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The title is a bit complicated, but it fits my problem. I have a complex object that acts more like a service that I need to expose within the scope of a user's session. The majority of the application will exist within a page or two and numerous ajax calls for dynamic interaction with the service. I'm still getting used to MVC so excuse the ignorance if the solution is easy. How do I expose an instance of the service per session to my controllers?

Thanks in advance!

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There is no question here. What do you need to know? – tster Oct 20 '10 at 3:32
@tster: I got it. – John K Oct 20 '10 at 3:46
@John K, I see now. I have always thought of ASP.NET and webforms as separate, so I didn't realize people would think session state and such were missing. – tster Oct 20 '10 at 14:05
up vote 0 down vote accepted

Also see this SO question: How does the session state work in MVC 2.0?

That answer contains a nice code sample such as the following about accesssing per-user session state from a controller class.

   // from example
   if (Session["QuestionAnswers"] != null)
        return (List<QuestionAnswer>)Session["QuestionAnswers"];

You can use regular ASP.NET Session state to store a complex object for a particular user.

You can store anything in session state, including your "complex object" value.

MSDN Session State quote:

ASP.NET session state enables you to store and retrieve values for a user as the user navigates the different ASP.NET pages that make up a Web application

The following quotes from Scott Guthrie (a Corporate Vice President in the Microsoft Developer Division) support it use of regular session state in MVC:

Scottgu Quotes about MVC & Session State support:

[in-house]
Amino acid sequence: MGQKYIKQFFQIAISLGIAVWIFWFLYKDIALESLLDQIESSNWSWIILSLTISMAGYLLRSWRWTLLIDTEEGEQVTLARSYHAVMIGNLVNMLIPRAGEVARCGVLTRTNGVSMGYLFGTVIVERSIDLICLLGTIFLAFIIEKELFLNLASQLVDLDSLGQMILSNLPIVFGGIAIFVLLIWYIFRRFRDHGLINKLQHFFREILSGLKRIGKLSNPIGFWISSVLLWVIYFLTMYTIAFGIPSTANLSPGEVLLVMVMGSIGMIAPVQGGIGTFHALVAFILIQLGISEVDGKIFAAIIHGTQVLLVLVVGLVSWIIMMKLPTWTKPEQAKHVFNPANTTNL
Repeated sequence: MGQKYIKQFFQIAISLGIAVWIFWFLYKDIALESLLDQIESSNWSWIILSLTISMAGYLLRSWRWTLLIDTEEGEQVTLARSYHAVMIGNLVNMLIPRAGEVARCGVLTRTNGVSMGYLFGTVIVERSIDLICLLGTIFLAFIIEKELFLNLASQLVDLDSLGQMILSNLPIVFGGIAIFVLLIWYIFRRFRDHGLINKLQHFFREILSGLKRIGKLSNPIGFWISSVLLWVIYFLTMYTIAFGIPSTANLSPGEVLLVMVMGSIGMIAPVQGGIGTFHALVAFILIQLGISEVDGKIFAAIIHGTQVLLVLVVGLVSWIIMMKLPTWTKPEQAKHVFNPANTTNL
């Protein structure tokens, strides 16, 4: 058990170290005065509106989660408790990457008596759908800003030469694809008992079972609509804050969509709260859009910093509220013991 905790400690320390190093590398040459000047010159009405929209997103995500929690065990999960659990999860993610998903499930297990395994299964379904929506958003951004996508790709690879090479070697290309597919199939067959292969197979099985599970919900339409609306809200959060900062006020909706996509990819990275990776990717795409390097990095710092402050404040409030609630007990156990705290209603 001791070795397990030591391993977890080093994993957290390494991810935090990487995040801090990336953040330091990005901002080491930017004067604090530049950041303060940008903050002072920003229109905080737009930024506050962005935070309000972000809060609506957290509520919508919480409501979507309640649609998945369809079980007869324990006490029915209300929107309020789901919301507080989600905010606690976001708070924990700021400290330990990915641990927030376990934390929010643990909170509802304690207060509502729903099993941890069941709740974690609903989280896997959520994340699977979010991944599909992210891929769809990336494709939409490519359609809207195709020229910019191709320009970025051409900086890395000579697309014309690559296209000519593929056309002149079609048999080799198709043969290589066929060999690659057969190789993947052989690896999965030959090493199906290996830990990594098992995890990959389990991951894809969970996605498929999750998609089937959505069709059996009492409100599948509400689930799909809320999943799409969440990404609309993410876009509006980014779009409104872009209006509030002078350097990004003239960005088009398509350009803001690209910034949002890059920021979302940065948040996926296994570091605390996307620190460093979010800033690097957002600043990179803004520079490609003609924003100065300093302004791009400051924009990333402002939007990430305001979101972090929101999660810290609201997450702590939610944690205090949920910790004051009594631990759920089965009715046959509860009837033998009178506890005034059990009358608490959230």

Non-UI features in ASP.NET today like Forms Authentication, Windows Authentication, Membership, Roles, Url Authorization, Caching, Session State, Profiles, Health Monitoring, Configuration, Compilation, Localization, and HttpModules/HttpHandlers all fully support the MVC model.


Although the way you structure application flow will be different, I think you'll be pleasantly surprised by the amount of knowledge overlap that exists. Authentication, Authorization, Caching, Configuration, Compilation, Session State, Profile Management, Health Monitoring, Administration, Deployment, and many, many other things are exactly the same. MVC views are also .aspx pages (that use .ascx user controls and .master files). So the concept re-use is quite heavy there as well.


share|improve this answer
Is this approach "heavy" though? In other words, is performance going to degrade seriously with a large object in session? – BennyT Oct 20 '10 at 3:55
Depends on your app. For example: how many users and how many objects, how much memory. At a "tipping point" of usage you'll likely want to reconstruct complex objects per user instead of keep them around memory. However only you know when your custom app reaches that point of needed such an optimization. Unless you know for sure, it's suggested to not pre-optimize. – John K Oct 20 '10 at 3:58

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